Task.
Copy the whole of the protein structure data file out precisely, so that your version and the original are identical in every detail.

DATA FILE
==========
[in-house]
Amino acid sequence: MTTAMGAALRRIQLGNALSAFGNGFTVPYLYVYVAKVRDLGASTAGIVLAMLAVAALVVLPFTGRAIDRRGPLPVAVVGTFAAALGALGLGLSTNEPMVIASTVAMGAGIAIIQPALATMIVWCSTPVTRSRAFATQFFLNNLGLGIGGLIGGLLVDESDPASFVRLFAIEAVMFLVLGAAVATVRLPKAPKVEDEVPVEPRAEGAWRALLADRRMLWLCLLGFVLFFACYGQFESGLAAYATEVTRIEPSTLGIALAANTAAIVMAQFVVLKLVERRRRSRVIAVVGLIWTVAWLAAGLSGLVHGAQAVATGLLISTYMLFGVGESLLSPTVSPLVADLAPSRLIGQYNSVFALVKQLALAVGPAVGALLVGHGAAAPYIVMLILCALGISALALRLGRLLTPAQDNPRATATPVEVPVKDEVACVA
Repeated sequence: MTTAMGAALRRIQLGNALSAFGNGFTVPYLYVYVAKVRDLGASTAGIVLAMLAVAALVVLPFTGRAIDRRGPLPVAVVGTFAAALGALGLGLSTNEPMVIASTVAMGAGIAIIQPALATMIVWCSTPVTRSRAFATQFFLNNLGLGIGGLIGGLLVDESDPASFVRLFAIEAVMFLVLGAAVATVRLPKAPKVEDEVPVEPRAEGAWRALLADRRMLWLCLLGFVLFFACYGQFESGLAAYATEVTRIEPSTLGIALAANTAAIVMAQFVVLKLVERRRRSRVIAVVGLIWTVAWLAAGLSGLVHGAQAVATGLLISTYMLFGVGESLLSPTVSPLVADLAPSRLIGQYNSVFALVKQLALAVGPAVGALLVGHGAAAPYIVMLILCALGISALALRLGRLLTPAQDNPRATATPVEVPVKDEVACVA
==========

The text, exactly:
[in-house]
Amino acid sequence: MTTAMGAALRRIQLGNALSAFGNGFTVPYLYVYVAKVRDLGASTAGIVLAMLAVAALVVLPFTGRAIDRRGPLPVAVVGTFAAALGALGLGLSTNEPMVIASTVAMGAGIAIIQPALATMIVWCSTPVTRSRAFATQFFLNNLGLGIGGLIGGLLVDESDPASFVRLFAIEAVMFLVLGAAVATVRLPKAPKVEDEVPVEPRAEGAWRALLADRRMLWLCLLGFVLFFACYGQFESGLAAYATEVTRIEPSTLGIALAANTAAIVMAQFVVLKLVERRRRSRVIAVVGLIWTVAWLAAGLSGLVHGAQAVATGLLISTYMLFGVGESLLSPTVSPLVADLAPSRLIGQYNSVFALVKQLALAVGPAVGALLVGHGAAAPYIVMLILCALGISALALRLGRLLTPAQDNPRATATPVEVPVKDEVACVA
Repeated sequence: MTTAMGAALRRIQLGNALSAFGNGFTVPYLYVYVAKVRDLGASTAGIVLAMLAVAALVVLPFTGRAIDRRGPLPVAVVGTFAAALGALGLGLSTNEPMVIASTVAMGAGIAIIQPALATMIVWCSTPVTRSRAFATQFFLNNLGLGIGGLIGGLLVDESDPASFVRLFAIEAVMFLVLGAAVATVRLPKAPKVEDEVPVEPRAEGAWRALLADRRMLWLCLLGFVLFFACYGQFESGLAAYATEVTRIEPSTLGIALAANTAAIVMAQFVVLKLVERRRRSRVIAVVGLIWTVAWLAAGLSGLVHGAQAVATGLLISTYMLFGVGESLLSPTVSPLVADLAPSRLIGQYNSVFALVKQLALAVGPAVGALLVGHGAAAPYIVMLILCALGISALALRLGRLLTPAQDNPRATATPVEVPVKDEVACVA